From the same mad genius who brought you Godmonster of Indian Flats. Would you believe that this one is much weirder? Two minutes of off-screen narration give us our insane back story. It seems that a female scientist named Doctor Caligula (!), working for Hitler, went to India to meet with Carter the Great, the world's leading stage magician. Carter had a hashish-like substance; when injected into the human body via acupuncture, it somehow allows one to rule the world. Mind you, our movie hasn't even really started yet. Things get going when a guy named Alabama, who works as a stage manager at a theater where a band plays Dixieland music (including the title song!) runs a forklift into a basement wall. Lo and behold, he finds the costumes and equipment of the late Carter the Great. A note tells whoever finds it to contact Carter's sister. Alabama does so, and she agrees to let him do Carter's act. We soon find out that the elderly "sister" is actually a male vampire in drag (!), and he intends to use the hashish-like stuff to destroy civilization for the benefit of his fellow bloodsuckers. With the help of a rock promoter with a fake Scottish accent, Alabama somehow becomes a smash hit. We get some typical stage magic, along with rock music and go-go dancers. Some of the acts go badly, and the ghost of Carter shows up, warning Alabama in vague terms. (I guess Carter is "Alabama's ghost," in some sense.) Alabama runs (literally, he runs) back home to Mama and undergoes a voodoo ceremony to protect him in some way. It all leads up to a big outdoor concert in the desert, where Alabama is going to make an elephant disappear and then reveal how the trick is done, which is an important plot point in some way which escapes me. Meanwhile, Doctor Caligula shows up and makes a robot duplicate of Alabama. The vampires place some of Alabama's hippie groupies on what can only be described as an assembly line to suck their blood. There's a big riot at the end, where the elephant kills the leader of the vampires, and either Alabama or the robot duplicate (I'd lost track by this time) shoots the motorcycle-riding vampires attacking the crowd at the concert. The vampires disappear into thin air, and the weird little gizmo the vampire leader was using to somehow take over the world blows up. The movie makes much less sense than I've indicated, and I've probably got a lot of the plot mixed up. A truly surreal experience.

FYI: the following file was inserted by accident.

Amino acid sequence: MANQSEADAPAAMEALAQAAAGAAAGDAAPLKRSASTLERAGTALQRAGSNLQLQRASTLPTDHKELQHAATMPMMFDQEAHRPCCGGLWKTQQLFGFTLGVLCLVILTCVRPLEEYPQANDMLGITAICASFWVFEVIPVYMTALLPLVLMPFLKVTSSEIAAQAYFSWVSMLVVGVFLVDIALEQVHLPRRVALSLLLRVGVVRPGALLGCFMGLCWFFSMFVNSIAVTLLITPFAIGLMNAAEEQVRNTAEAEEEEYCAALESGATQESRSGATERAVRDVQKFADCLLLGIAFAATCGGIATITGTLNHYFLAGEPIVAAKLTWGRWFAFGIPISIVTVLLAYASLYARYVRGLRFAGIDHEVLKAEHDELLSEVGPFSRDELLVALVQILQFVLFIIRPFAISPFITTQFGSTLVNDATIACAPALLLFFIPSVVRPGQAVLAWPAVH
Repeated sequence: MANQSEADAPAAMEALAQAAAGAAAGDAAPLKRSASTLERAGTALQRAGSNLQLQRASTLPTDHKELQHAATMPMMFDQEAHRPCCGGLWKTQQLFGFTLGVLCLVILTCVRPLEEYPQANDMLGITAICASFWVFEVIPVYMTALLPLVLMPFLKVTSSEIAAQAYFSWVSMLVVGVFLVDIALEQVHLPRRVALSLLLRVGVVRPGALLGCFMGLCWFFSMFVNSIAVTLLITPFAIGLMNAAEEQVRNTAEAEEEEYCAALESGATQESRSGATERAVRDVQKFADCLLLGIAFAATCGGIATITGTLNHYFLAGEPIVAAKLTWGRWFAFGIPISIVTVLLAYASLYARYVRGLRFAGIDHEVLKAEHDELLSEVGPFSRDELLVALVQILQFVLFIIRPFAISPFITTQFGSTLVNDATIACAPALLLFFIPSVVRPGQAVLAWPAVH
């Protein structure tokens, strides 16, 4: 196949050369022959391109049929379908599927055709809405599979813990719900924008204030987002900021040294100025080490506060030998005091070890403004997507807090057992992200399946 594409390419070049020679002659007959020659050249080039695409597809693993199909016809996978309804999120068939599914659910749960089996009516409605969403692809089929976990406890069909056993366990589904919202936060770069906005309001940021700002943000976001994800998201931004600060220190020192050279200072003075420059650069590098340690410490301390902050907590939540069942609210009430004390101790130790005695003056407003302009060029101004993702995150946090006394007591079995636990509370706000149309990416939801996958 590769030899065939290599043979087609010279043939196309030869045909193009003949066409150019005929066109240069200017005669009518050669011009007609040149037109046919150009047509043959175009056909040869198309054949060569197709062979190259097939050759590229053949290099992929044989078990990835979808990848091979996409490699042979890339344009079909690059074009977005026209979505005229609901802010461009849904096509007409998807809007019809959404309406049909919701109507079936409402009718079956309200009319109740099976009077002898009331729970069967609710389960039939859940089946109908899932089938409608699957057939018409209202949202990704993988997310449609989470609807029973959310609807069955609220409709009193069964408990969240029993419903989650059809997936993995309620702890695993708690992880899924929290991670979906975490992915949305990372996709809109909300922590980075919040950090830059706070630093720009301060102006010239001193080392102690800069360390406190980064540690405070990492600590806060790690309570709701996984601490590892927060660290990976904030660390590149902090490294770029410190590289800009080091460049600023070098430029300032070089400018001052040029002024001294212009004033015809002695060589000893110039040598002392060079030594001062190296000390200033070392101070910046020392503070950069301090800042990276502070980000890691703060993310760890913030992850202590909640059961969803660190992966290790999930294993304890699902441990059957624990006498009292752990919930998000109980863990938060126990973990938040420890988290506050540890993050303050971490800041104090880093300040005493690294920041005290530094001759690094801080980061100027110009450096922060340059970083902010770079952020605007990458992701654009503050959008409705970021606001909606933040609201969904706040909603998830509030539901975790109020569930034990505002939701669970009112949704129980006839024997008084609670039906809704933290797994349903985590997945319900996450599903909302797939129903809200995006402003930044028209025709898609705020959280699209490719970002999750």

Rodders